If you’re always on the hunt for your keys and wallet, the Internet of Things (IoT) is here to make your life easier. Attach small wireless tags to your favorite things and track them with a mobile app. Unlock your front door as you pull into the driveway. Worried that you forgot to close the garage door on your way out? Just check your phone or tap your smart watch.
You can control your home’s temperature from the office, turn on the lights from the couch, and watch video from your home security system while on vacation. Smart cars, digital health monitors, digital signage, utility meters, and many, many more devices will make our lives easier and better. It’s just the beginning of what wireless devices and sensors can do for us.
IoT can make the workplace better, too. It’s more than automatically adjusting the lighting and temperature in the office. It’s the creation of digital assistants that know us deeply and act intuitively for us — anything from helping us find our way to knowing that we’re running late for a meeting and notifying the other parties.
Businesses can track inventory across their global supply chains in real time. Analyzing data collected by sensors and other devices can be used to fine-tune the customer experience and identify new revenue opportunities.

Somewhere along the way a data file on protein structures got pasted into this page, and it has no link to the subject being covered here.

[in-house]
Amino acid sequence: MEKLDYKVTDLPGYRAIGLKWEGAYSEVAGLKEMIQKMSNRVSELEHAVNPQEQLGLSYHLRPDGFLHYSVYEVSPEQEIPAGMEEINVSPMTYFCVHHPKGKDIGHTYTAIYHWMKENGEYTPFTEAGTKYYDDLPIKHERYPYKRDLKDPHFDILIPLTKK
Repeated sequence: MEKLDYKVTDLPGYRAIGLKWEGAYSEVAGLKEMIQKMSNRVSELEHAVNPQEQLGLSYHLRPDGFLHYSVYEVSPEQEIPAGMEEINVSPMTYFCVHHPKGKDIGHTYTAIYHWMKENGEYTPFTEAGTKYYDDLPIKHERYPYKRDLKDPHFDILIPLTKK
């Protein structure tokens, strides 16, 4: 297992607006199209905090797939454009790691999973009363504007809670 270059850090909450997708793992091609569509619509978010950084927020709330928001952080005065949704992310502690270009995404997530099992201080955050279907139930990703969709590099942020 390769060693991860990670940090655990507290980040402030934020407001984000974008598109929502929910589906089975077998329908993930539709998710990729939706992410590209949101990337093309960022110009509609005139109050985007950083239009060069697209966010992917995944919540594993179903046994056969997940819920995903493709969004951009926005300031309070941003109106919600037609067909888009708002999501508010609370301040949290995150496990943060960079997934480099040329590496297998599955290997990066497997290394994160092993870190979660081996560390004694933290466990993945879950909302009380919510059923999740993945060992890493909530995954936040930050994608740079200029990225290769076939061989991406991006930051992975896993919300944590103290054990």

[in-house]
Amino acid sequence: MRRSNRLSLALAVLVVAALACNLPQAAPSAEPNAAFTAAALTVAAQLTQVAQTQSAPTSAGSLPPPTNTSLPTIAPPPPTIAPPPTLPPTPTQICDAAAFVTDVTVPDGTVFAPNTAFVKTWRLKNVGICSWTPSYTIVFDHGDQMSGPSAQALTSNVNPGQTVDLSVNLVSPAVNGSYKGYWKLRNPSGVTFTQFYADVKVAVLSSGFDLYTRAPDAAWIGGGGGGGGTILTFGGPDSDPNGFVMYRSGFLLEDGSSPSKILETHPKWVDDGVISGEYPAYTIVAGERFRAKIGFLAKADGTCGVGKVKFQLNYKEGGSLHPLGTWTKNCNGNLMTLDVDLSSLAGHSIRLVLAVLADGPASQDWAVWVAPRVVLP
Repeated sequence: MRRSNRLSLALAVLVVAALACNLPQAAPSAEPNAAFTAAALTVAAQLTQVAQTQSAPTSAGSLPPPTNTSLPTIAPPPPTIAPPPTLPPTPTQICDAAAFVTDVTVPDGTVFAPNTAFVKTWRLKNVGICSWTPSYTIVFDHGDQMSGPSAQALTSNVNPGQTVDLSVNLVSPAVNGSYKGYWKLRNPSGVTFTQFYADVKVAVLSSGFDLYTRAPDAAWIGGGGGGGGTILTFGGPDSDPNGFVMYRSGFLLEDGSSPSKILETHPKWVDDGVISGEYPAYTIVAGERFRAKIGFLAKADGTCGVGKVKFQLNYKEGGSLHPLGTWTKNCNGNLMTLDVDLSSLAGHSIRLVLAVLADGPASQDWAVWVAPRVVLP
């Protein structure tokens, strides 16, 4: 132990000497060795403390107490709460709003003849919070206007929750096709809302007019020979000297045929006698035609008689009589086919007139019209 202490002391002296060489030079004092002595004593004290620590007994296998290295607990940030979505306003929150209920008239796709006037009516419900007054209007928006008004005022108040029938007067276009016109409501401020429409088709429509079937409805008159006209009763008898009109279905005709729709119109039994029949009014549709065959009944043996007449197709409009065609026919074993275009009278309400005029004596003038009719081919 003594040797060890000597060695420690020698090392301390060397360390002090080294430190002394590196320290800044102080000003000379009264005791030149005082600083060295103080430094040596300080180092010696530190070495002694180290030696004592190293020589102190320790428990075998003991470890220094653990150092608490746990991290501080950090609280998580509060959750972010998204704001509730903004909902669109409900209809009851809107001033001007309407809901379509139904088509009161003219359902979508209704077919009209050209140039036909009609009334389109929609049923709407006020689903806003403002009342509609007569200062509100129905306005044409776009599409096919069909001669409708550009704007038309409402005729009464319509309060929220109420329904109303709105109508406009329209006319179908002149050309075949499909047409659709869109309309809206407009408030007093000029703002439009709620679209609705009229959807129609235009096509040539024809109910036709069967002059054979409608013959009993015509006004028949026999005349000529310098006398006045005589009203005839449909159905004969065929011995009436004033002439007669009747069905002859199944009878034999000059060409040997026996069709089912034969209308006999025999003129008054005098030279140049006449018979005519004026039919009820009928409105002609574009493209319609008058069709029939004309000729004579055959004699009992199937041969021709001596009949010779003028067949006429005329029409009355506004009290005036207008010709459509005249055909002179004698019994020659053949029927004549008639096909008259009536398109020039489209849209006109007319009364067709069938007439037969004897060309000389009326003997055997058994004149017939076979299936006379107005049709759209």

Stopping threats before they start
The hackers have some great ideas about what they can do with the IoT, too. It might start with mischief, but real harm can be done, ranging from privacy violations to physical harm to cybercrime. According to a study from HP Security Research, 70 percent of the most commonly used consumer IoT devices contain serious vulnerabilities. HP found an average of 25 vulnerabilities per device.
The industry is just beginning to tackle security for the IoT. As an industry, we can’t expect that homeowners to patch their home security systems every Tuesday. Nor can we expect the wireless sensors and devices in our workplaces to protect themselves. Our laptops, even with powerful chips, rich operating systems and added security measures, can barely fend off the attackers.
At Aruba, we think the network will play a pivotal role in connecting and protecting the diverse range of IoT devices that will transform the workplace as we know it. Advanced network policy management tools will interrogate IoT devices, assess their capabilities, and determine whether or not they should be allowed to connect. From there, the network will dynamically provide IoT connectivity while continuously analyzing its traffic for integrity.
The good news is that many of our customers already have the foundations of this security model in the policy enforcement firewall and network policy management system that are part of their wireless LANs. And we are working on further innovations in this area to extend this protection to the coming explosion of wireless sensors and devices.